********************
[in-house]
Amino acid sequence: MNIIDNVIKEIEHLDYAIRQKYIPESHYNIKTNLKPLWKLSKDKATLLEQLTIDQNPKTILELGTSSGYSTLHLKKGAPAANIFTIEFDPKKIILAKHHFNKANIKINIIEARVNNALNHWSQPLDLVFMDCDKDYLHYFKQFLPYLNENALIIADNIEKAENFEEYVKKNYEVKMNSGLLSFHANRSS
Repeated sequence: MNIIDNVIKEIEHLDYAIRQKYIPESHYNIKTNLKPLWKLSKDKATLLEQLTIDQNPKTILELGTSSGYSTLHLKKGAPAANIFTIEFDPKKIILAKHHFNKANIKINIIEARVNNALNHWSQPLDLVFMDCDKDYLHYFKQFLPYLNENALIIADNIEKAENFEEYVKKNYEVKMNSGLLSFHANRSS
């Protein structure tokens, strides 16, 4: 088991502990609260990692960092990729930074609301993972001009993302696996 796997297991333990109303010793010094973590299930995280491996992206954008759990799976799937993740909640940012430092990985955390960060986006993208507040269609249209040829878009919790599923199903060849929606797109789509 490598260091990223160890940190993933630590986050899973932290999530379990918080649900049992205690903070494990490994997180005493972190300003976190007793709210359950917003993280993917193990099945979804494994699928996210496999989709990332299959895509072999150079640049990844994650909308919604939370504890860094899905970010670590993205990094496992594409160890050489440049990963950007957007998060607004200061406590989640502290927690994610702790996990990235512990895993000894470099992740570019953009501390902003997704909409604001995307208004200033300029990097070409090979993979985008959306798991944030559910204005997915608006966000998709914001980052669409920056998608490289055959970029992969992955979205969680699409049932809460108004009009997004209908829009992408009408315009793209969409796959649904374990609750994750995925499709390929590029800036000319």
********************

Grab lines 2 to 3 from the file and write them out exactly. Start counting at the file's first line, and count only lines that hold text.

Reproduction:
Amino acid sequence: MNIIDNVIKEIEHLDYAIRQKYIPESHYNIKTNLKPLWKLSKDKATLLEQLTIDQNPKTILELGTSSGYSTLHLKKGAPAANIFTIEFDPKKIILAKHHFNKANIKINIIEARVNNALNHWSQPLDLVFMDCDKDYLHYFKQFLPYLNENALIIADNIEKAENFEEYVKKNYEVKMNSGLLSFHANRSS
Repeated sequence: MNIIDNVIKEIEHLDYAIRQKYIPESHYNIKTNLKPLWKLSKDKATLLEQLTIDQNPKTILELGTSSGYSTLHLKKGAPAANIFTIEFDPKKIILAKHHFNKANIKINIIEARVNNALNHWSQPLDLVFMDCDKDYLHYFKQFLPYLNENALIIADNIEKAENFEEYVKKNYEVKMNSGLLSFHANRSS